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NMSU criminal justice professor predicts more small-scale terrorism in U.S

Lost souls searching for direction in a confusing world can easily be swayed by the rhetoric of charismatic, persuasive preachers and churches. This becomes a problem when teachings and preachings lead to beatings and bombings, said Keith Akins, an assistant professor of criminal justice at New Mexico State University.

Dr. Keith Akins, assistant professor, criminal justice. (NMSU photo by Darren Phillips)

"If the basis of the church's message is that everyone who is not a member of our group is evil, then somebody will eventually try to purify that evil," he said.

Akins will expound upon these thoughts when he discusses "Religious Justification for Violence in America" at 4 p.m. Tuesday, Oct. 31, in Room 107 of the Science Hall. It's the sixth and final discussion in the College of Arts and Sciences' semester-long colloquia on "Rethinking Terrorism."

He said terrorist acts in the U.S. by such groups as the Aryan Nation and White Aryan Resistance will decline, but terrorism on a smaller scale will increase, partly because of the rise of religious nationalism. This resurgence can be traced partially to the upheaval of community roots and social support networks over the last several decades as the nation's economy changed. Uncertainty over national and individual economic futures, corporate greed, the Sept. 11 terrorist attacks, and long, drawn-out wars in Iraq and Afghanistan are only a few of many events or trends that have left Americans confused, suffering, fearful, anxious or lost. When people feel this way, many of them reach out for established traditional values, finding them in religion, Akins said.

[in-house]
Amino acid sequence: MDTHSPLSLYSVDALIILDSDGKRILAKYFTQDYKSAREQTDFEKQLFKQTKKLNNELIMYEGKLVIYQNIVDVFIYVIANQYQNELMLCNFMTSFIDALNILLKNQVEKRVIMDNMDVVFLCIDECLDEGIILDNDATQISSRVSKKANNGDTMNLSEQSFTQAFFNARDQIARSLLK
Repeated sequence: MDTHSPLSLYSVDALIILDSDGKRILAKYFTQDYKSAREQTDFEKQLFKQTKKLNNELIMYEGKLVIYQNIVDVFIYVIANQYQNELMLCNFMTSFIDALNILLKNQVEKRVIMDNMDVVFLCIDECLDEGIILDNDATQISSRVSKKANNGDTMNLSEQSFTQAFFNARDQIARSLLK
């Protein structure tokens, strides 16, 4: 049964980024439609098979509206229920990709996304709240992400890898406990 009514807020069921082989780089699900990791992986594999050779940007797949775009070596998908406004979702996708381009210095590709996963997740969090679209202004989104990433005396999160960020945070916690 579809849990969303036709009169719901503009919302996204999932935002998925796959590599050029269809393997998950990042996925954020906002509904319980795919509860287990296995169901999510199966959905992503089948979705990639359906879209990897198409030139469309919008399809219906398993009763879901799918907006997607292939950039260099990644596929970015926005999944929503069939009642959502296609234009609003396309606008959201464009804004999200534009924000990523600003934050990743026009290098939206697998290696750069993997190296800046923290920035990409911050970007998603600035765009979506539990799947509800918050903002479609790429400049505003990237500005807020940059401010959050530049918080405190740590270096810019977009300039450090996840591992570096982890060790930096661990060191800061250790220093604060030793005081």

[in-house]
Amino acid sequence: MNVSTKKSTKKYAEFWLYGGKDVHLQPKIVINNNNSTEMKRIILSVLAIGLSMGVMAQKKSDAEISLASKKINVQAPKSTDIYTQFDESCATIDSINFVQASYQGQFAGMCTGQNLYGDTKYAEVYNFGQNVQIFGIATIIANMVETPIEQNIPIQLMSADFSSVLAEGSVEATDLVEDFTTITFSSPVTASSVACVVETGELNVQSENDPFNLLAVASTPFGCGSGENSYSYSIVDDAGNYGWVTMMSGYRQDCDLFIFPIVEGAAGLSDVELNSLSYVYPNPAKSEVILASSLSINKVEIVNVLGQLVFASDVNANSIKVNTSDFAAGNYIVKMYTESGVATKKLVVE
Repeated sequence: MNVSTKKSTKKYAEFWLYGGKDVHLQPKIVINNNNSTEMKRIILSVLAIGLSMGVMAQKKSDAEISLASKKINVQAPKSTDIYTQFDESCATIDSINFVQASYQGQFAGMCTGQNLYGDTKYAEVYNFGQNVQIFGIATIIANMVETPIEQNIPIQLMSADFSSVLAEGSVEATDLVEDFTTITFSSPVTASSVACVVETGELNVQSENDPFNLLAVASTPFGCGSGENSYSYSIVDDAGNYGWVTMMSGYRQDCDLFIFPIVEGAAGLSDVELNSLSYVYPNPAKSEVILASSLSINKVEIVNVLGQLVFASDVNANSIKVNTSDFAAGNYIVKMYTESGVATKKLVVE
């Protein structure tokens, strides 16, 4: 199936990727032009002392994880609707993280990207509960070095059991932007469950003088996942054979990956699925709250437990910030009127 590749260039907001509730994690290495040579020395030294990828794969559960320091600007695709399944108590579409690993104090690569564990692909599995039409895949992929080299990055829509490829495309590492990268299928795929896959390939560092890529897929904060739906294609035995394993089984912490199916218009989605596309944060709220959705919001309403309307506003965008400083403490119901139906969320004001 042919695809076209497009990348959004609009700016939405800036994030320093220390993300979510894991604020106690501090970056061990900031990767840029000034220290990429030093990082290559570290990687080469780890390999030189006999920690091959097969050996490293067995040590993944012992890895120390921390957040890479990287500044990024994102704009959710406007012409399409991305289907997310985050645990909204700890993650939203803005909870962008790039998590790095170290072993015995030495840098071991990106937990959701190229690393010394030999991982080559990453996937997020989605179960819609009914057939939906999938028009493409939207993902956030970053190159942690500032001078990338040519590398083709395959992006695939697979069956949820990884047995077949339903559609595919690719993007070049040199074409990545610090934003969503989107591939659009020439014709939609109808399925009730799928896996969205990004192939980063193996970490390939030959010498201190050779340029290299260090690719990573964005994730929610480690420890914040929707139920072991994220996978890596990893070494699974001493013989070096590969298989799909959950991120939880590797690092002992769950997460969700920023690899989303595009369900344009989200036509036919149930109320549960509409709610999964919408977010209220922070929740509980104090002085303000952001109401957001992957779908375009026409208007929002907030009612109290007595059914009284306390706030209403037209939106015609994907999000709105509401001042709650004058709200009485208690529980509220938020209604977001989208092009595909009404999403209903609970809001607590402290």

"People are turning away from huge megachurches and heading toward small, comfortable churches where they know people and have a sense of belonging and friendship," Akins said. "But some small churches can become extremist because they don't have the historic structure or hierarchical control over them that can be found in more established churches."

Without oversight, rhetoric espoused by such groups as the Christian Identity Movement, Creativity Movement and Odinist religions, whose members worship Odin, Thor and other Viking gods, is not controlled. These groups and others give their followers a sense of direction while simultaneously and subtly striking out against historic civil rights advancements, Akins said.

"The white, Protestant male has had a very privileged place in this society for a long time and nobody likes to give up privilege," he said. "A lot of people see society as a zero-sum situation where if somebody else is getting opportunity, they're taking opportunity away from me or my children. As people fail to understand history and the way government works, it's very easy to fall prey to a conspiracy theory outlook, one that gives simple, clear and easy to understand answers to very complex, scary questions."

Furthermore, today's technology makes it easy to spread and receive the gospel of hatred.

"You don't have to go to a camp in Pakistan or live in a compound in Idaho; you just have to get online," he said. "With the Internet and breakdown of faith in government and government structures, anybody with access to a computer can make up a shopping list, buy the ingredients, and go home and make a bomb."

So is there a point at which religious freedom crosses a line?

"Freud argued eloquently that insanity and religious belief are the same thing, but I don't think it's our place to draw a line between the two," Akins said. "In this country, what sets us apart from the Taliban or Iran is that, if you want to worship a goat here, you're free to worship a goat. To me, the issue is how far should you be able to take your belief into action?"